• On July 17, 2007, Ruth Tringham gave a presentation to the Çatalhöyük team about the three interrelated projects, of which the Remediated Places project is one. These are three very different kinds of narratives that build out of the Çatalhöyük research media database. In addition to the Remediated Places project is the Remixing Çatalhöyük website and Okapi Island in Second Life. Remixing Çatalhöyük has been variously described as a database narrative and as a multimedia exhibition and research archive. It was launched on the Internet in October 2007 and may be accessed here. It features the investigations and data of the Çatalhöyük Research Project, especially that of the Berkeley Archaeologists at Çatalhöyük (BACH). The aim of the website is to engage the public of all ages in the exploration of primary research data through four themed collections that are selected from the research database. One theme – on the Life-History of People, Places, and Things also includes a K-12 activity module. Other themes are the Senses of Place, Archaeology at Multiple Scales, and the Public Face of Archaeology. The public are invited to download media items that are licensed with a Creative Commons 3.0 license, and to, create original projects, and contribute their own “remixes” about Çatalhöyük. Remixing Çatalhöyük highlights and supports a multi-vocal approach to history, where the global, online community is invited to participate in the dialogue alongside the physical, local community. A Turkish version of the entire site is easily accessed by a toggle button. The project was funded predominantly by the US Department of Education. More information about the project can be found here.
  • The third related project is Okapi Island in Second Life, a mirror of the East Mound at Çatalhöyük, sharing the research of the archaeological project and its interpretation on this 3-D virtual world that may be visited here. Okapi Island is currently being developed by the same team that developed Remixing Çatalhöyük and Remediated Places. Even the Remediated Places videowalks are being mirrored on Okapi Island. More information

Conclusions and Future Plans
We have concluded that by the end of the 2007 season, we had amassed enough video and audio recording with those from the BACH database and other video-recordings from CRP and Science Museum of Minnesota for the immediate needs of the Remediated Places project. The Visual Anthropology Review article contributed a great deal to our ideas for the on-line interface and its “installation”. The most urgent need is to develop concepts and planning for an on-site installation of the video-walks at Çatalhöyük. Our plan is to carry out some proof-of-concept tests at more accessible sites before embarking on the more expensive testing at Çatalhöyük. For example, in May 2008, Ruth Tringham will teach an intensive two-week workshop/field course at the San Francisco Presidio to test and develop digital, wireless, and other technologies in the construction of interpretive walks. Further discussion is planned with a broader audience at the World Archaeological Congress in Dublin, Ireland. In addition, Steve Mills is analyzing data collected from a series of sound experiments conducted in 2005 and 2007 within and immediately around the Replica House. These investigate the acoustic properties of the Replica House and the sounds that can be heard in different spaces and that propagate through walls and roofs. It is hoped that this will inform our understanding of how sound may have influenced senses of place within the built environment on the mounds in the past thus contributing to the Remediated Places project.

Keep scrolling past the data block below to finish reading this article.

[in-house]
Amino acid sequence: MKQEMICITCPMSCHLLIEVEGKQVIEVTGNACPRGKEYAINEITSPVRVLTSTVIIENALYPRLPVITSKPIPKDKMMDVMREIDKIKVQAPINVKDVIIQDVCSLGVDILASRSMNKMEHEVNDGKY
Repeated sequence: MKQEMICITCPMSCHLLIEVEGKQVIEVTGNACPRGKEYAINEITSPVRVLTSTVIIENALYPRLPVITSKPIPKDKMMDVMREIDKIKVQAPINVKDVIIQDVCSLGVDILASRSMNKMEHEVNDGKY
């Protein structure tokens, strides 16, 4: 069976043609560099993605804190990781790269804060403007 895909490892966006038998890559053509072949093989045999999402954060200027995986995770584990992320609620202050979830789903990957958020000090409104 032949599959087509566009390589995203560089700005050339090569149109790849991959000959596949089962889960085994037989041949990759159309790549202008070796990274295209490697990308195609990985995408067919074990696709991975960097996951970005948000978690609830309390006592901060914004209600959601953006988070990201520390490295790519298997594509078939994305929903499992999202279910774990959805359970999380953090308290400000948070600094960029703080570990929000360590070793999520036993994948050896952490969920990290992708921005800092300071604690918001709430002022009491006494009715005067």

We have divided our future plans into those that are immediately feasible with the given content and technology at Çatalhöyük, those that could be implemented with further developments in communication technology, and those that – for the moment – are just dreams.

Immediately Feasible

  • 1 minute video or audio clips based around user sensations (eg stone in shoe, where are the stones from?; thirsty; where did they get water, off site? Dry dusty>Marshy environment in prehistory; dust> wind, excavations, painting, tools, sounds)
  • Turkish and English
  • Paths would have audio prompts based on personal experience
  • OR pace would be kept by feet on gravel sounds, then audio would prompt user to stop, look up, down, out (based on experience of path)
  • Museum: local database of options, mirrors on-line interface and experience except that on-site is immediate and additional. These movies and sounds can be longer and more complex

Implementable with some IT developments (eg Broadband or satellite signal)

  • W/ DSL or satellite cell, iPhone triggers around the site video/sound/options


  • o iPod transmits to special glasses displaying video walk in one eye, other eye options.

~ by chimeraspider on November 7, 2007.